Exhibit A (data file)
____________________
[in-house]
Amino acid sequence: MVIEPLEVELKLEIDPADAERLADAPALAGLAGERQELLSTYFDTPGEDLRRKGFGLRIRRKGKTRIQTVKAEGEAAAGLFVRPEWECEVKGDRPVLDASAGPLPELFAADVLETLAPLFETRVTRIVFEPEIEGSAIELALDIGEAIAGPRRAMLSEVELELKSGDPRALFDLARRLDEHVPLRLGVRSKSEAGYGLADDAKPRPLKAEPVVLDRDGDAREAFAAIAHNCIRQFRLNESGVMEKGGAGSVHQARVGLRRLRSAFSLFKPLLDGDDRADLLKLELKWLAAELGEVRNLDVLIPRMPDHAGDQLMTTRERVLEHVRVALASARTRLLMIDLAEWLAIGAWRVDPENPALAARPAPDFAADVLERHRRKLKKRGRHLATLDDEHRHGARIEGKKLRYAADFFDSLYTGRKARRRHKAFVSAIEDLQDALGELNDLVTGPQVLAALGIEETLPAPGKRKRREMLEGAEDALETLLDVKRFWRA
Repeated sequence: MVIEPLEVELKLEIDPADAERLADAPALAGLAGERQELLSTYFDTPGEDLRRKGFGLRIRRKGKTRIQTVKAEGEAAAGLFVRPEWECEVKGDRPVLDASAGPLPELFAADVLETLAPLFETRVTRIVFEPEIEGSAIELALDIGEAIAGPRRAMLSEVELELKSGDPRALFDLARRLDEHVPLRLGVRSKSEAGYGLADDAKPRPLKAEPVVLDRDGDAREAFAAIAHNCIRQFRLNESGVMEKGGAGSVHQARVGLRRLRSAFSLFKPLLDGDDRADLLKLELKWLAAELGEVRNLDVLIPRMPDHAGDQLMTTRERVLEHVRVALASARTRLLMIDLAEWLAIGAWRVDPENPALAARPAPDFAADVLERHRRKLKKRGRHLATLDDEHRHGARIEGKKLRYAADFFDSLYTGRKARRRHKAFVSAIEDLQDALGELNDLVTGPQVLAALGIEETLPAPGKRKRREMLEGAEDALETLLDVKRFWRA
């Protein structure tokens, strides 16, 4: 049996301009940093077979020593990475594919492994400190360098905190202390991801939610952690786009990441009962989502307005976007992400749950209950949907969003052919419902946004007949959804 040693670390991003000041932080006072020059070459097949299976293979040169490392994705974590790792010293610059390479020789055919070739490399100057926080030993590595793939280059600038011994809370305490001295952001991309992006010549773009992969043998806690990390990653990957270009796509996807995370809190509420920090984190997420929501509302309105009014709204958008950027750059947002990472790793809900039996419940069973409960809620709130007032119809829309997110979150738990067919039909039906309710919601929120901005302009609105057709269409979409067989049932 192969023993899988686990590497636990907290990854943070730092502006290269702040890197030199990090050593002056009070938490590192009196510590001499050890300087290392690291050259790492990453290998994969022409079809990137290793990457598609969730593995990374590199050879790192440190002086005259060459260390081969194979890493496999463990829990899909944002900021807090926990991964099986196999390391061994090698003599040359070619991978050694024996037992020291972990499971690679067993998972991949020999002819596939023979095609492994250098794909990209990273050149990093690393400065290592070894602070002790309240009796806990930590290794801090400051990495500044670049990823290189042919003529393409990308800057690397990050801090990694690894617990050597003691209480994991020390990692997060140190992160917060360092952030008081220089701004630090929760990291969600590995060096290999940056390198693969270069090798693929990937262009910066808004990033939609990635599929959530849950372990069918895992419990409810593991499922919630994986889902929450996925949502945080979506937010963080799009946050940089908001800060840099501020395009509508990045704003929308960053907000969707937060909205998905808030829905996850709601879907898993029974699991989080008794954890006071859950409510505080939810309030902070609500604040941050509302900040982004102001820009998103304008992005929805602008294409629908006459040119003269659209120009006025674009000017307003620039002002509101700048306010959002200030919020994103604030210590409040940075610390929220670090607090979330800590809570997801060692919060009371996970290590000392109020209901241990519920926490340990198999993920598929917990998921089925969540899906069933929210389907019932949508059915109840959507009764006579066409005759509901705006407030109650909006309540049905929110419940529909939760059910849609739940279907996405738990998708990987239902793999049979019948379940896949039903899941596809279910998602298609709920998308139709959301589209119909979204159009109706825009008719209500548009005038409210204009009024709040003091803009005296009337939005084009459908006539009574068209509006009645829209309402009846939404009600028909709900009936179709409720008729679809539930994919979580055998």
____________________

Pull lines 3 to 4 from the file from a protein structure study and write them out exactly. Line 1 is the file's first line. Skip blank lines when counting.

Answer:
Repeated sequence: MVIEPLEVELKLEIDPADAERLADAPALAGLAGERQELLSTYFDTPGEDLRRKGFGLRIRRKGKTRIQTVKAEGEAAAGLFVRPEWECEVKGDRPVLDASAGPLPELFAADVLETLAPLFETRVTRIVFEPEIEGSAIELALDIGEAIAGPRRAMLSEVELELKSGDPRALFDLARRLDEHVPLRLGVRSKSEAGYGLADDAKPRPLKAEPVVLDRDGDAREAFAAIAHNCIRQFRLNESGVMEKGGAGSVHQARVGLRRLRSAFSLFKPLLDGDDRADLLKLELKWLAAELGEVRNLDVLIPRMPDHAGDQLMTTRERVLEHVRVALASARTRLLMIDLAEWLAIGAWRVDPENPALAARPAPDFAADVLERHRRKLKKRGRHLATLDDEHRHGARIEGKKLRYAADFFDSLYTGRKARRRHKAFVSAIEDLQDALGELNDLVTGPQVLAALGIEETLPAPGKRKRREMLEGAEDALETLLDVKRFWRA
């Protein structure tokens, strides 16, 4: 049996301009940093077979020593990475594919492994400190360098905190202390991801939610952690786009990441009962989502307005976007992400749950209950949907969003052919419902946004007949959804 040693670390991003000041932080006072020059070459097949299976293979040169490392994705974590790792010293610059390479020789055919070739490399100057926080030993590595793939280059600038011994809370305490001295952001991309992006010549773009992969043998806690990390990653990957270009796509996807995370809190509420920090984190997420929501509302309105009014709204958008950027750059947002990472790793809900039996419940069973409960809620709130007032119809829309997110979150738990067919039909039906309710919601929120901005302009609105057709269409979409067989049932 192969023993899988686990590497636990907290990854943070730092502006290269702040890197030199990090050593002056009070938490590192009196510590001499050890300087290392690291050259790492990453290998994969022409079809990137290793990457598609969730593995990374590199050879790192440190002086005259060459260390081969194979890493496999463990829990899909944002900021807090926990991964099986196999390391061994090698003599040359070619991978050694024996037992020291972990499971690679067993998972991949020999002819596939023979095609492994250098794909990209990273050149990093690393400065290592070894602070002790309240009796806990930590290794801090400051990495500044670049990823290189042919003529393409990308800057690397990050801090990694690894617990050597003691209480994991020390990692997060140190992160917060360092952030008081220089701004630090929760990291969600590995060096290999940056390198693969270069090798693929990937262009910066808004990033939609990635599929959530849950372990069918895992419990409810593991499922919630994986889902929450996925949502945080979506937010963080799009946050940089908001800060840099501020395009509508990045704003929308960053907000969707937060909205998905808030829905996850709601879907898993029974699991989080008794954890006071859950409510505080939810309030902070609500604040941050509302900040982004102001820009998103304008992005929805602008294409629908006459040119003269659209120009006025674009000017307003620039002002509101700048306010959002200030919020994103604030210590409040940075610390929220670090607090979330800590809570997801060692919060009371996970290590000392109020209901241990519920926490340990198999993920598929917990998921089925969540899906069933929210389907019932949508059915109840959507009764006579066409005759509901705006407030109650909006309540049905929110419940529909939760059910849609739940279907996405738990998708990987239902793999049979019948379940896949039903899941596809279910998602298609709920998308139709959301589209119909979204159009109706825009008719209500548009005038409210204009009024709040003091803009005296009337939005084009459908006539009574068209509006009645829209309402009846939404009600028909709900009936179709409720008729679809539930994919979580055998």